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Feline leukemia is a highly contagious virus that can be spread between cats by something as simple as grooming. Learn more about the disease in this week's post.

Feline leukemia is a highly contagious virus. Photo via Pixabay

Dear Most Esteemed and Knowledgeable Kitties:

Long story short: someone dumped their heavily pregnant unvaccinated cat on us, she had babies, then tested positive for the feline leukemia virus (FeLV). I would like to have a cat and have considered keeping one of the kittens. However, my roommate wants to keep the mom and/or one of the other kittens. Chances are we won’t be living together after the lease is up in almost a year–would it be too hard on them to separate mom/kitten from the other? Would they be bonded after that time? There’s a kitten at a shelter I fell in love with and want to bring home, but he would have to be confined to my bedroom and care would have to be taken to avoid infecting him with FeLV. Also, it will already be difficult finding homes for the kittens who could possibly have FeLV. I’m at a loss, what do you think?

~ Courtney

Thomas: First, let’s address the issue of whether the cats will be too bonded to separate once you and your roommate part ways. That’s going to be hard to know until it happens, but if the cats are more people-oriented, it shouldn’t be too much of a problem to separate them.

Bella: But the more important issue here is feline leukemia. If the cats really do have the feline leukemia virus, there are some things to be aware of.

Tara: First of all, feline leukemia is highly contagious and can be contracted by sharing food and water bowls, litter boxes, and even by mutual grooming.

Thomas: The reason for this is because FeLV is primarily transmitted through saliva, mother’s milk, and blood, and to a lesser extent through feces and urine. Although the virus doesn’t live long outside the body, prolonged exposure increases the risk of infection.

Bella: And as you’ve probably learned, kittens can contract the virus in utero if their mother is infected.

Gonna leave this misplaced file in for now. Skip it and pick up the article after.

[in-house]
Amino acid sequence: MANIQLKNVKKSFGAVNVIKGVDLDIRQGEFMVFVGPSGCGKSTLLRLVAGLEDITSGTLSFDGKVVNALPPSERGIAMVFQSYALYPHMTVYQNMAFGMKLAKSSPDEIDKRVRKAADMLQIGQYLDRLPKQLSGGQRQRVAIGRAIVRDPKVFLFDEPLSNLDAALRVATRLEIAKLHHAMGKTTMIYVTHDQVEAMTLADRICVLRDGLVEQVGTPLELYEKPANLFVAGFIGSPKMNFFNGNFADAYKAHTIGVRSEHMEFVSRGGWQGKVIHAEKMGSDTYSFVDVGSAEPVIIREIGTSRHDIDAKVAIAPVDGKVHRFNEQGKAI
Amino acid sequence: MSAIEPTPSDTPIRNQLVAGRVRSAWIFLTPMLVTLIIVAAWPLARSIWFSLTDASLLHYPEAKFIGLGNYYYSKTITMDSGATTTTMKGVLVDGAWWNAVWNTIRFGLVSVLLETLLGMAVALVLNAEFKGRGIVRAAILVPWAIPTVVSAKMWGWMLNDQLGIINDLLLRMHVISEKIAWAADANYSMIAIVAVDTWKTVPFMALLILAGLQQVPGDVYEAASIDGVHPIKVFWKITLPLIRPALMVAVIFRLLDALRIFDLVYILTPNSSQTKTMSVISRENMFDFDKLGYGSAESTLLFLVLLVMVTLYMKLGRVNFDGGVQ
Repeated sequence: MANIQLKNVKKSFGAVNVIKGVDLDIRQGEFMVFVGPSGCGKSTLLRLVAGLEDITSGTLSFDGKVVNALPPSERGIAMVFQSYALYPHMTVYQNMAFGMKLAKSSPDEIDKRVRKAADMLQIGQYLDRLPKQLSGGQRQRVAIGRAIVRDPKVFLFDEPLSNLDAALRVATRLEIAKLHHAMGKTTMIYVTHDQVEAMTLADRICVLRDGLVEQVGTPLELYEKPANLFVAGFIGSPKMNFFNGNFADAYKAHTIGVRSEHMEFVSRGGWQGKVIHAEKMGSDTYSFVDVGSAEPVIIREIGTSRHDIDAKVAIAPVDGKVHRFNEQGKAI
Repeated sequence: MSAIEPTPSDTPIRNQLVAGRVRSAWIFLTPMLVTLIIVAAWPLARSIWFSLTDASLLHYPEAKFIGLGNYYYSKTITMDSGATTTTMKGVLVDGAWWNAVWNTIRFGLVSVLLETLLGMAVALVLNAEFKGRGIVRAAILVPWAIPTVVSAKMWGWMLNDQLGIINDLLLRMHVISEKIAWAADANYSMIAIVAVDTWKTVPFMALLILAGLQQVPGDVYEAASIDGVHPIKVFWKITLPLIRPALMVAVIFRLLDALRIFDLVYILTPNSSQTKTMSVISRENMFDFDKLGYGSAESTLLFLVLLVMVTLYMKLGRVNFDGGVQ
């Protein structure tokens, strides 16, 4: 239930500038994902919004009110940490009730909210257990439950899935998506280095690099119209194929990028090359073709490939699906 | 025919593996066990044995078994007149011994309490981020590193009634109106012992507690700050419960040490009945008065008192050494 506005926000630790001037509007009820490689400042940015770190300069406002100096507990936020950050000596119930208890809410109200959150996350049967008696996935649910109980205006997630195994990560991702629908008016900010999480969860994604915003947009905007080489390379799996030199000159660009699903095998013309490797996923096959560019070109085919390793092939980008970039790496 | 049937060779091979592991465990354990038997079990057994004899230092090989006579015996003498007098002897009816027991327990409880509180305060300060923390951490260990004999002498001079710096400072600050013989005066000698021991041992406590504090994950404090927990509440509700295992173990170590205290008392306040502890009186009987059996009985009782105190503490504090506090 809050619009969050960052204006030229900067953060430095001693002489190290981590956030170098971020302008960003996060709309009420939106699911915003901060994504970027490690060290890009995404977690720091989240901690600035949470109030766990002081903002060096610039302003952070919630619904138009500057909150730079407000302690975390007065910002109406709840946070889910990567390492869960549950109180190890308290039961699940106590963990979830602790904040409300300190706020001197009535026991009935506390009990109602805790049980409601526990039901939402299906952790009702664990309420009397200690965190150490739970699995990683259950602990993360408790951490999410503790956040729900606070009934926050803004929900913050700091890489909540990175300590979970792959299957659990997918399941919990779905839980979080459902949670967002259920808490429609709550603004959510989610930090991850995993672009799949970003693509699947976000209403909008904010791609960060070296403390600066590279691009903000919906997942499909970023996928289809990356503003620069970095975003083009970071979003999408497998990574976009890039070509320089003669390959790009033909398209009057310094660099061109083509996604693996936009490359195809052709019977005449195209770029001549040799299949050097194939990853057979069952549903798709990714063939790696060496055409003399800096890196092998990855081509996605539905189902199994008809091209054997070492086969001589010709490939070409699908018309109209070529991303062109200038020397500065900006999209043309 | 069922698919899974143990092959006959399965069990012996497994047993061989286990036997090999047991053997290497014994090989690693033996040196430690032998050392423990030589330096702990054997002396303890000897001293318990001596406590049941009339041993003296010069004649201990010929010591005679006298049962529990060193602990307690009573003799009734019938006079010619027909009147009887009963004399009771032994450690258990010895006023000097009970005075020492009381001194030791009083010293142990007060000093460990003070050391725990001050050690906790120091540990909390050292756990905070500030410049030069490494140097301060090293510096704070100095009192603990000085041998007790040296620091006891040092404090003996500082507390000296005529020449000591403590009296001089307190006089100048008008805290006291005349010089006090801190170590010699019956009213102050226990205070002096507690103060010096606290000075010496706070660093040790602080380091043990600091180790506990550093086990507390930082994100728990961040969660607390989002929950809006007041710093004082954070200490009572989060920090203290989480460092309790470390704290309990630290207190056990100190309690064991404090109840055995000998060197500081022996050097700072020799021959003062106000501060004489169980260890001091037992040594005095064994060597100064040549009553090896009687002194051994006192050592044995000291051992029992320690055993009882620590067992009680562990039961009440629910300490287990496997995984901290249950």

Tara: One thing that should give you hope is that some cats can fight off the infection. We’d recommend you have the kittens tested again after they’ve been weaned and before they get their first vaccinations. Any cat that’s FeLV-positive shouldn’t get the feline leukemia vaccine.

Thomas: However, if the cat doesn’t fight off the feline leukemia virus, you can expect to deal with a number of opportunistic infections. That is, because FeLV wrecks a cat’s immune system, it’s easy for bacteria and viruses to take hold. FeLV-infected cats can easily get colds, have dental troubles, and other such things.

Bella: Depending on the type of feline leukemia virus the cat has, an FeLV-infected cat can also become severely anemic, which causes problems of its own.

Tara: We’re not saying this to scare you. We’re providing this information and links to vet-authored, vet-approved material on the virus so you can be aware of what to watch out for while taking care of FeLV-positive kitties.

Thomas: The other thing is that because feline leukemia is so highly contagious, no shelter will adopt a kitten out to a home where there are FeLV-positive cats. That is, unless the shelter cat is FeLV-positive, too.

Bella: Because of this, we’d recommend that you don’t adopt another kitten right now. See what’s going on with your current kittens and if they manage to fight off the virus themselves.

Tara: If they do fight off the virus and you decide to adopt another cat, you’ll need to thoroughly clean or replace everything–from food and water dishes to bedding to litter boxes–that the FeLV-positive cats used.

Thomas: You’re right that it’s very difficult to place cats with feline leukemia in adoptive homes, precisely because of the risk of contagion. The fact that you and your roommate are willing to take these cats speaks highly about both of you. We’re quite proud of you, actually!

Bella: What he said!

Tara: Yeah, what he said!

Thomas: So, you asked what you should do. First, we recommend that you read everything you can about the feline leukemia virus. Start with the links we provided. Then talk to your vet about potential issues and what you should look out for when trying to keep your FeLV-positive cats safe and healthy.

Bella: If you decide that you can’t do that at this point in your life, it’s really okay. It’s a big commitment to take on a special-needs cat, and if you’re not financially and emotionally ready, there’s no crime in admitting that and helping mom and kittens find a safe place to stay.

Tara: There are organizations that take FeLV-positive cats. For example, Purrfect Pals in Arlington, Washington, has a whole suite for cats with feline leukemia. You may be able to find one in your area, or arrange transport to a shelter where mom and kittens can be placed.

Thomas: On the other hand, if mom and kittens had feline immunodeficiency virus (FIV), that virus does similar things in that it lowers the immune system and can lead to opportunistic infections, that would be a whole other story.

Bella: That’s right. FIV is not easily transmitted. The main way FIV is transmitted is through deep bite wounds, and as long as the cats get along well, that shouldn’t be a problem. And while some shelters may not be comfortable adopting an FIV-negative cat into a home with an FIV-positive cat, the latest research indicates that positive and negative cats can live together without risk of contagion.

Tara: What do you other readers think? Have you had feline leukemia-positive cats? Did they live with FeLV-negative cats? What precautions did your vet recommend? Do you have any more tips for Courtney on caring for FeLV-positive cats? Please share your thoughts in the comments!